but he offers no new insights into that character. Alesha's involvement with the monastery is seen as temporary. Kantor believes that Dostoevsky reserved Alesha's secular odyssey of immersion into popular suffering and protest against social injustice for the never-written second volume of
The Brothers Karamazov. In fact, Kantor--noting Zossima's disagreements with institutionalized religion--surmises that Dostoevsky meant to fashion Alesha into a Russian Orthodox socialist and future rebel.
In general, Kantor downgrades Dostoevsky's emphasis on the importance of a religious orientation. For Kantor, the entire novel is proof of Dostoevsky's misplaced trust in religion as defender of social justice. He notes that Alesha is as powerless as Christ in "The Grand Inquisitor" to effect changes and prevent disasters. Lise, Alesha's own evil alter ego, remains un-
conquered, and Alesha's final idyllic scene with the twelve young disciples may well be tempered by a Judas among them. The future of the other brothers, too, is clouded and points to failure. The major female figures are not analyzed by Kantor; indeed, they are barely mentioned. Instead, Kantor includes a lengthy analysis of the trial proceedings, which he sees as Dostoevsky's judgment on the inadequacy of the intelligentsia. Since neither prosecutor, defense counsel nor the brothers themselves are able to understand the complexity of their motivations, despite the advantage of superior education, Kantor believes that Dostoevsky entrusted final judgment to the peasant jury, the repository of innate native wisdom (narodnaja pravda). The fact that this jury brings in the wrong verdict in the end seems to contradict such an assumption, but Kantor often introduces Dostoevsky quotes, taken out of context, to support his conclusions. Thus he cites a Dostoevsky remark that although the people are always basically right, they occasionally err in practicing their wisdom (p. 36).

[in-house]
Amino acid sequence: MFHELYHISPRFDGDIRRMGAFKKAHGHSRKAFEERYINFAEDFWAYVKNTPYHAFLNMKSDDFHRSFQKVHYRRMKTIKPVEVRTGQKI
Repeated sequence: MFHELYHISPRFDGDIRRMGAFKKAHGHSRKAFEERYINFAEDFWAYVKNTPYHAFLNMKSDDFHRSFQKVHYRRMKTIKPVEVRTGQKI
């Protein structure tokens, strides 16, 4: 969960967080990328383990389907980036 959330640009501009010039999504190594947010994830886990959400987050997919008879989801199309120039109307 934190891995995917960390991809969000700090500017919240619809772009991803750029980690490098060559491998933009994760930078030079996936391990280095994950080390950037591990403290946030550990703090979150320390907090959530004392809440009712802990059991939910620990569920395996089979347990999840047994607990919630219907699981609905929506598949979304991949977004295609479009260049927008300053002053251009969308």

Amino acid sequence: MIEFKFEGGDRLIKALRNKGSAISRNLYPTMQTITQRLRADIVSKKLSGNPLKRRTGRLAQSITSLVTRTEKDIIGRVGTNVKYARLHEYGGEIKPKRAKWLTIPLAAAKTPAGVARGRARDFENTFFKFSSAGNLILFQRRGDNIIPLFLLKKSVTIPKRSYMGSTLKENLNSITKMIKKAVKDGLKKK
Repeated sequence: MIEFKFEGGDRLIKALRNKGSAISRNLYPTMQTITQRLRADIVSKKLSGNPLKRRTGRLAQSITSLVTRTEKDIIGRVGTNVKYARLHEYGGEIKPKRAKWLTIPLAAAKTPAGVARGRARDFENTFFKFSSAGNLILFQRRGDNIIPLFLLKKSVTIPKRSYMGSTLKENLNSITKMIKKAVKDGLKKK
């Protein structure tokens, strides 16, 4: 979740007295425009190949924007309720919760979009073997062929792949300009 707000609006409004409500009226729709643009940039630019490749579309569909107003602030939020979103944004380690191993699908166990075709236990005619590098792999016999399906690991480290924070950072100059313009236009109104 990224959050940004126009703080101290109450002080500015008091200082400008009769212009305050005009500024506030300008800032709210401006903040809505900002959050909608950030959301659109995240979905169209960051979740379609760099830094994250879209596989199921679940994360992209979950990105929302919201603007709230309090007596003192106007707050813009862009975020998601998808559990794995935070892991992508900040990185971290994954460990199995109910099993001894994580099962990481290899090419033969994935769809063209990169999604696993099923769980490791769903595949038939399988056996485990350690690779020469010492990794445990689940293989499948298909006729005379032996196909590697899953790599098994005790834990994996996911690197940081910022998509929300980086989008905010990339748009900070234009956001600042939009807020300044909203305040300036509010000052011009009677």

The overall tone of Kantor's treatise is in no way propagandistically tendentious, but politely suggestive. Many of his assertions are credible, especially in regard to Dostoevsky's views about Western capitalism, but the extension of these views to fit a theme in the novel is sometimes labored. Though Kantor disagrees with Dostoevsky's religious emphasis, he sees Dostoevsky's questioning and probing at a critical time in Russia's history as valuable, and gives highest praise to Dostoevsky's artistic transformation of the issues. Kantor's style should be easily accessible to students with
graduate level competency in the language. Students and instructors of Dostoevsky courses will find this book informative for the insight it provides into contemporary Soviet Dostoevsky scholarship.
Margot K. Frank
Randolph-Macon Woman's College
Michael R. Katz. Dreams and the Unconscious in Nineteenth-Century Russian Fiction. Hannover, N. H. and London: University of New England, 1984.
Mr. Katz's monograph study of dreams is valuable above all for its comprehensive survey of dreams in the works of seven Russian nineteenth-century authors. Over thirty dreams are quoted in full in the text, and in the Appendix about forty to fifty more receive mention or a brief treatment.
The author begins his study ab ovo referring to the Odyssey, the Aeneid, the Bible and the subsequent development up to Freud and Jung, concentrating mainly on English and German nineteenth-century authors. A second introductory chapter reviews the use of dreams in the literature of medieval Russia and late eighteenth- early nineteenth-century literature (Karamzin, Zhukovsky, Griboedov). However, the main body of the study consists of four monograph chapters on Pushkin, Gogol, Dostoevsky and Tolstoy.
The following review will refer primarily to the chapter on Dostoevsky.
Rejecting the psychoanalytic approach to dreams, the author declares his intention to concentrate on the dream as a literary technique with special reference to the contribution of dreams to fictional characterization, narrative structure and the author's theme in a given text. Katz develops a fairly simple scheme which he sees first realized in Pushkin's works: The actual or "experiential" dream (son) of the fictional character is juxtaposed to his conscious wishful thinking and daydreaming (mechta). The former, which arises from the depth of the subconscious, thereby tends to work as a corrective to the latter, the contrived and rational,